Getting to grip with the choices
If you’re new to thinking about green choices with your banking, insurance and investment, Good With Money has a landing page covering different types of investments you may be making with suppliers to consider, for example ethical travel insurers or bank accounts.
Personal investment and ISAs
This is Money looks at the concept of ethical ISAs and how to find the right one. The article also covers a reasonable spread of options to look at.
iNews features a more mainstream journalistic article explaining why and what you can invest in to fight climate change, with some options to consider.
Boring Money writes a simple introduction to the concepts and definitions, along with lists of potential options for your personal investments and savings.
This is Money article explains what ‘green banking’ is and runs through some providers.
Statista asks is your bank ethical and ranks UK banks.
Moral Fibres has a thought provoking article about what your savings actually ‘do’ and then runs through options.
Ethically money saving
It may seem counterintuitive to believe that living a greener and cleaner life is cost efficient, but it is!
Greener and Cleaner have produced a fab leaflet for you to see ways you can save money too.
8 ways you save money by living greener and cleaner
1. Living a less consumer-driven lifestyle
Buy only what you need, when you need it, and ideally second-hand. This stops you from spending money you don’t need to spend. Cutting down on unnecessary “stuff” as gifts and instead giving meaningful time or activity-based gifts is often cheaper (and as a bonus brings extra joy).
2. Switching to a green energy provider
Monitoring energy usage, being mindful of how many switches and lights are on and using extra layers rather than the heating when it’s chilly, all reduce the bills too.
3. Changing your food habits
Buying the food you need, when you need it, rather than doing large shops. Eating less meat, and buying unpackaged, local, high-quality products. This might mean paying more for individual items, but overall the amount you spend goes down as you only buy fresh filling food.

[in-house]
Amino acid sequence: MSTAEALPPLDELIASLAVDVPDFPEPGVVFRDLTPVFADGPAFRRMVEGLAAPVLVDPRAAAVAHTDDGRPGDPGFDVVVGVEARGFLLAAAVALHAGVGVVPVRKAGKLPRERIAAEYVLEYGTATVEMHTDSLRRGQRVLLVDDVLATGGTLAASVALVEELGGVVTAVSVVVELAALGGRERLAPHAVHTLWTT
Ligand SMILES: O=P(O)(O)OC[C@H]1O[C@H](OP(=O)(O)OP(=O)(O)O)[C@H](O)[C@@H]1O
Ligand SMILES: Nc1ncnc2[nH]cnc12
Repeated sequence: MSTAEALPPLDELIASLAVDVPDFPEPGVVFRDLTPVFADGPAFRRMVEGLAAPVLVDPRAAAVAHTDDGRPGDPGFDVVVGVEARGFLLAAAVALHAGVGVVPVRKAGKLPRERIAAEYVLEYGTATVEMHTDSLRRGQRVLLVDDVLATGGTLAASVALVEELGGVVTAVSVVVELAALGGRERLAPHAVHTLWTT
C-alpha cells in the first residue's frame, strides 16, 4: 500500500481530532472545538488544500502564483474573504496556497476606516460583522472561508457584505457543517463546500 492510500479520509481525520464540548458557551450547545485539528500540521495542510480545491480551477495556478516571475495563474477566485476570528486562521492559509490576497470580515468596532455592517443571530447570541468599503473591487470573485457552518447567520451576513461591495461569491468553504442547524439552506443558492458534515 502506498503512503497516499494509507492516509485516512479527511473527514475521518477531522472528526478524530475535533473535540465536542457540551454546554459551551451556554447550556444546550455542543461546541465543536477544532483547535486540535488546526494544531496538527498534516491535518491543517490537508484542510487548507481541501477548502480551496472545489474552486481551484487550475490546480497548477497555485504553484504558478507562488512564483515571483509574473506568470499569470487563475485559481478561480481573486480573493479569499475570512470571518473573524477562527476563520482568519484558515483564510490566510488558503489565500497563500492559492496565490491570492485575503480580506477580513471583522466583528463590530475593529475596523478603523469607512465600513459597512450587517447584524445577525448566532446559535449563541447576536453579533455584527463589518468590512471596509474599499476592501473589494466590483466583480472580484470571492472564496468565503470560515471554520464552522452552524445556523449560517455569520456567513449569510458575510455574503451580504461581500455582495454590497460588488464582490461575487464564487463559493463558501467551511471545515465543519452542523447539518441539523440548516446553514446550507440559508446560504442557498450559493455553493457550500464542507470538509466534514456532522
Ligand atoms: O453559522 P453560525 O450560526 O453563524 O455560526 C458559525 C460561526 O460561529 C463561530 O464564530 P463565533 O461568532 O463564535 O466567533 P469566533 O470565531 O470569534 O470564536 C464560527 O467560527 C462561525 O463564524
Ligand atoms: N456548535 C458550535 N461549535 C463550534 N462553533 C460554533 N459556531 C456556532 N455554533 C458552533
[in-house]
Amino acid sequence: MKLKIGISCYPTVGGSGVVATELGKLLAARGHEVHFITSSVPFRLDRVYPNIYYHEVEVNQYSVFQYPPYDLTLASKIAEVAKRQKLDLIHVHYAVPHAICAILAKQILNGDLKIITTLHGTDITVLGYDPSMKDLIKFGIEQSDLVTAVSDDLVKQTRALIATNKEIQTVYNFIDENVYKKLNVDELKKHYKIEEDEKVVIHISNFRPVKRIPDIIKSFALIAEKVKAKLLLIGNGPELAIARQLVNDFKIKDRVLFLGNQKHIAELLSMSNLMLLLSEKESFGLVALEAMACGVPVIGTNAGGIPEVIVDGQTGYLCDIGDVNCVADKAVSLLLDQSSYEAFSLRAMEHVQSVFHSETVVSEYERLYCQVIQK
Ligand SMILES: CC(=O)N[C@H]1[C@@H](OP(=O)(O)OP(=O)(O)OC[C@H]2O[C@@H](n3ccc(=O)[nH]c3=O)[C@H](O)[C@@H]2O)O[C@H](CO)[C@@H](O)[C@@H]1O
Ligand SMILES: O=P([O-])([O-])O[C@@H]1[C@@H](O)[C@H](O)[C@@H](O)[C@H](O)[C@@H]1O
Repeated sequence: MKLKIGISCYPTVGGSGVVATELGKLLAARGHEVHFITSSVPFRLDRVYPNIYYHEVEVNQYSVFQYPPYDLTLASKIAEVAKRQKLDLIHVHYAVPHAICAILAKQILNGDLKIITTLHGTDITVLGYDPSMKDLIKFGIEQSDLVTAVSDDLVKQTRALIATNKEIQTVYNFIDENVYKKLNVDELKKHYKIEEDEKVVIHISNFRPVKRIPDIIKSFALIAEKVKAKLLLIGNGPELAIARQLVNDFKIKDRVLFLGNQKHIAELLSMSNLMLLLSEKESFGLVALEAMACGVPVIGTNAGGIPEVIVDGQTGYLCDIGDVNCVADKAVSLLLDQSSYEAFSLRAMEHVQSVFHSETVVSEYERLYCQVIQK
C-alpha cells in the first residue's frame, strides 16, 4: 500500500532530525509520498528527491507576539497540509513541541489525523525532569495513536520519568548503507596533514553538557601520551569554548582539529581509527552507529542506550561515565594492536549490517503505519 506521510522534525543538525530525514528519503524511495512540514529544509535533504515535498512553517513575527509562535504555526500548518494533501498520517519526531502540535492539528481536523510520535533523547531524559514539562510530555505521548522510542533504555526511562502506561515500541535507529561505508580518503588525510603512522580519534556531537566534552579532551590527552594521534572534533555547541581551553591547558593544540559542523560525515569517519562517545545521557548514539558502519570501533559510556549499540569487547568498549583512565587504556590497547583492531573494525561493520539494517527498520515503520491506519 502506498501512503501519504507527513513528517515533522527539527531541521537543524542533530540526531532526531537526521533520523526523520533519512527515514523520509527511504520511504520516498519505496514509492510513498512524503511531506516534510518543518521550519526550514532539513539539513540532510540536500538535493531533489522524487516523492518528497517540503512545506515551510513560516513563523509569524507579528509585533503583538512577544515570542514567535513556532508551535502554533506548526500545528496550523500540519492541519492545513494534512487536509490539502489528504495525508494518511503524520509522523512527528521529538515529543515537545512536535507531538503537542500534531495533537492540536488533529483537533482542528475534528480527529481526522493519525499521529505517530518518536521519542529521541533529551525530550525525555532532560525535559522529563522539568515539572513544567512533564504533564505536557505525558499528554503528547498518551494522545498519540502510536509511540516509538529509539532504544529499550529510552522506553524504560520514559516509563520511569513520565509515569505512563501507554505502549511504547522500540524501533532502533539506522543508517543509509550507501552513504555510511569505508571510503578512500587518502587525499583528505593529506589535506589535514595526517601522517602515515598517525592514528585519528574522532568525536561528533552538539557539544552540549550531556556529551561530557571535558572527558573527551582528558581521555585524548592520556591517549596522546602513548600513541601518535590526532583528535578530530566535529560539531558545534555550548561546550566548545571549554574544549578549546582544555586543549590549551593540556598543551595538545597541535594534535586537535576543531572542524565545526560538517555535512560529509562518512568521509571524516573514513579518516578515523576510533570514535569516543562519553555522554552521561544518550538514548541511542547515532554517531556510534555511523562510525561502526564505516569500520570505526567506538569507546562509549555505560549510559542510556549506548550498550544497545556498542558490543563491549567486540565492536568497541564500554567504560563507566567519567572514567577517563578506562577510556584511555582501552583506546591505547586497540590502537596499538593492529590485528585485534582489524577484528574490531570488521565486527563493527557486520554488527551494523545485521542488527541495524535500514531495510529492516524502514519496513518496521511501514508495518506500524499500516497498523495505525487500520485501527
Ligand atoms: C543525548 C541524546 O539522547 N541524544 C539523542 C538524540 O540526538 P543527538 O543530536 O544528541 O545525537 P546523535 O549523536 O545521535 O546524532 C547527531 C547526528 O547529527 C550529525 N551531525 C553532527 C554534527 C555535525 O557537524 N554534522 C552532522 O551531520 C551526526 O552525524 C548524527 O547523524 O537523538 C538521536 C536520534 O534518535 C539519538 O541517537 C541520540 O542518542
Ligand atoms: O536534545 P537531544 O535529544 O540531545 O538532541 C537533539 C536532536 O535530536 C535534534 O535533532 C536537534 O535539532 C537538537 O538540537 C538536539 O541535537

4. Learning to make and mend
Whether darning a holey sock, making your own cleaning materials, creating a natural facemask, or cooking from scratch saves us all money.
5. Changing your approach to holidays
Making use of staycations and cutting down on long flights can save significant funds if you travel regularly.
6. Cutting down car ownership
This can have a major impact on your finances if you’re not buying new cars, paying tax and MOTs on those cars or for petrol day to day. Walking, cycling and public transport are a much cheaper way to get around. And they’re healthier too!
7. Getting kids in on the act
Thinking about the planet first changes children’s expectations for new things, more things, and the latest things. Let’s not kid ourselves that they won’t want anything at all, but encouraging preloved and buying fewer items cuts costs significantly.
8. Composting and growing some of your own food
Cut your day-to-day expenses significantly, as well as replacing plastic-covered produce with much tastier alternatives.
One tip to be mindful of – don’t be tempted to just replace everything you have with eco-friendly alternatives. That creates a lot of unnecessary waste and can cost a lot. Instead, think about extending the life of what you have until it no longer serves its purpose, and then moving to a more eco-friendly alternative. Or sell on what you already have and don’t use, to make some money to pay for the things you do need.
Remember; reduce, reuse, recycle are key ideas.